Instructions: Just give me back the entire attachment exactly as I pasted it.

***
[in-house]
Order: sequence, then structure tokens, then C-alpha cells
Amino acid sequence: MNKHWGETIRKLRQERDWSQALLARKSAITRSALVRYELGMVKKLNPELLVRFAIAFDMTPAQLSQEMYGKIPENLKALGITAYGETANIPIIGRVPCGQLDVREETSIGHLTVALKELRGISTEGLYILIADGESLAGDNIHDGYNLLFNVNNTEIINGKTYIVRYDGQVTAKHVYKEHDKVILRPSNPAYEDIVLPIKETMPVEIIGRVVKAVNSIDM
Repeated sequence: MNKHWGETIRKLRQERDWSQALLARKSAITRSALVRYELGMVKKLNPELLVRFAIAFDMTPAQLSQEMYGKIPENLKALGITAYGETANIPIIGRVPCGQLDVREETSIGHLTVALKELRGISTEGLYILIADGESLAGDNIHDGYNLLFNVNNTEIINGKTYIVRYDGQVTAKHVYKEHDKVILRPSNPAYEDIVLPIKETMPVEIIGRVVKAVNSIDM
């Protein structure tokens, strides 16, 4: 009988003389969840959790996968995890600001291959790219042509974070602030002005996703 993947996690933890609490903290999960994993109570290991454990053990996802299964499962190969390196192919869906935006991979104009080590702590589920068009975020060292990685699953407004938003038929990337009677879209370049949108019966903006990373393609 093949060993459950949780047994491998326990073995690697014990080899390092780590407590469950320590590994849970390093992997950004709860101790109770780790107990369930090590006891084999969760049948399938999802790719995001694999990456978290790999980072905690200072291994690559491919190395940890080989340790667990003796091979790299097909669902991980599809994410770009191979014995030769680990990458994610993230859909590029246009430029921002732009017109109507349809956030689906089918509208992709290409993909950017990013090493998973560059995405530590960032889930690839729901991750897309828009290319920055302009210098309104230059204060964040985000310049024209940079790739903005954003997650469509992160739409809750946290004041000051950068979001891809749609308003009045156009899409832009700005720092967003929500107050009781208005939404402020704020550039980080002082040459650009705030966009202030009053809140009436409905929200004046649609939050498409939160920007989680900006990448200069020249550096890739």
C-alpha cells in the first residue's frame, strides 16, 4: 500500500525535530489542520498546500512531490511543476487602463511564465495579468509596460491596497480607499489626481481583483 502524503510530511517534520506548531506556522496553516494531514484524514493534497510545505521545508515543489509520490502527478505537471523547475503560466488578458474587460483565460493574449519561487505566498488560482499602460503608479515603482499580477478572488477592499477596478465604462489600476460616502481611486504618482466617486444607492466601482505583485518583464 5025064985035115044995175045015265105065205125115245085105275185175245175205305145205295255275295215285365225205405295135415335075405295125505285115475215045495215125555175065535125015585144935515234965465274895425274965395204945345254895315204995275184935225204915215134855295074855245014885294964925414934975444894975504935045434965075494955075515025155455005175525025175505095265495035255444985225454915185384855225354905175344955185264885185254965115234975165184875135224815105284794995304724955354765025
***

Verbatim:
[in-house]
Order: sequence, then structure tokens, then C-alpha cells
Amino acid sequence: MNKHWGETIRKLRQERDWSQALLARKSAITRSALVRYELGMVKKLNPELLVRFAIAFDMTPAQLSQEMYGKIPENLKALGITAYGETANIPIIGRVPCGQLDVREETSIGHLTVALKELRGISTEGLYILIADGESLAGDNIHDGYNLLFNVNNTEIINGKTYIVRYDGQVTAKHVYKEHDKVILRPSNPAYEDIVLPIKETMPVEIIGRVVKAVNSIDM
Repeated sequence: MNKHWGETIRKLRQERDWSQALLARKSAITRSALVRYELGMVKKLNPELLVRFAIAFDMTPAQLSQEMYGKIPENLKALGITAYGETANIPIIGRVPCGQLDVREETSIGHLTVALKELRGISTEGLYILIADGESLAGDNIHDGYNLLFNVNNTEIINGKTYIVRYDGQVTAKHVYKEHDKVILRPSNPAYEDIVLPIKETMPVEIIGRVVKAVNSIDM
């Protein structure tokens, strides 16, 4: 009988003389969840959790996968995890600001291959790219042509974070602030002005996703 993947996690933890609490903290999960994993109570290991454990053990996802299964499962190969390196192919869906935006991979104009080590702590589920068009975020060292990685699953407004938003038929990337009677879209370049949108019966903006990373393609 093949060993459950949780047994491998326990073995690697014990080899390092780590407590469950320590590994849970390093992997950004709860101790109770780790107990369930090590006891084999969760049948399938999802790719995001694999990456978290790999980072905690200072291994690559491919190395940890080989340790667990003796091979790299097909669902991980599809994410770009191979014995030769680990990458994610993230859909590029246009430029921002732009017109109507349809956030689906089918509208992709290409993909950017990013090493998973560059995405530590960032889930690839729901991750897309828009290319920055302009210098309104230059204060964040985000310049024209940079790739903005954003997650469509992160739409809750946290004041000051950068979001891809749609308003009045156009899409832009700005720092967003929500107050009781208005939404402020704020550039980080002082040459650009705030966009202030009053809140009436409905929200004046649609939050498409939160920007989680900006990448200069020249550096890739």
C-alpha cells in the first residue's frame, strides 16, 4: 500500500525535530489542520498546500512531490511543476487602463511564465495579468509596460491596497480607499489626481481583483 502524503510530511517534520506548531506556522496553516494531514484524514493534497510545505521545508515543489509520490502527478505537471523547475503560466488578458474587460483565460493574449519561487505566498488560482499602460503608479515603482499580477478572488477592499477596478465604462489600476460616502481611486504618482466617486444607492466601482505583485518583464 5025064985035115044995175045015265105065205125115245085105275185175245175205305145205295255275295215285365225205405295135415335075405295125505285115475215045495215125555175065535125015585144935515234965465274895425274965395204945345254895315204995275184935225204915215134855295074855245014885294964925414934975444894975504935045434965075494955075515025155455005175525025175505095265495035255444985225454915185384855225354905175344955185264885185254965115234975165184875135224815105284794995304724955354765025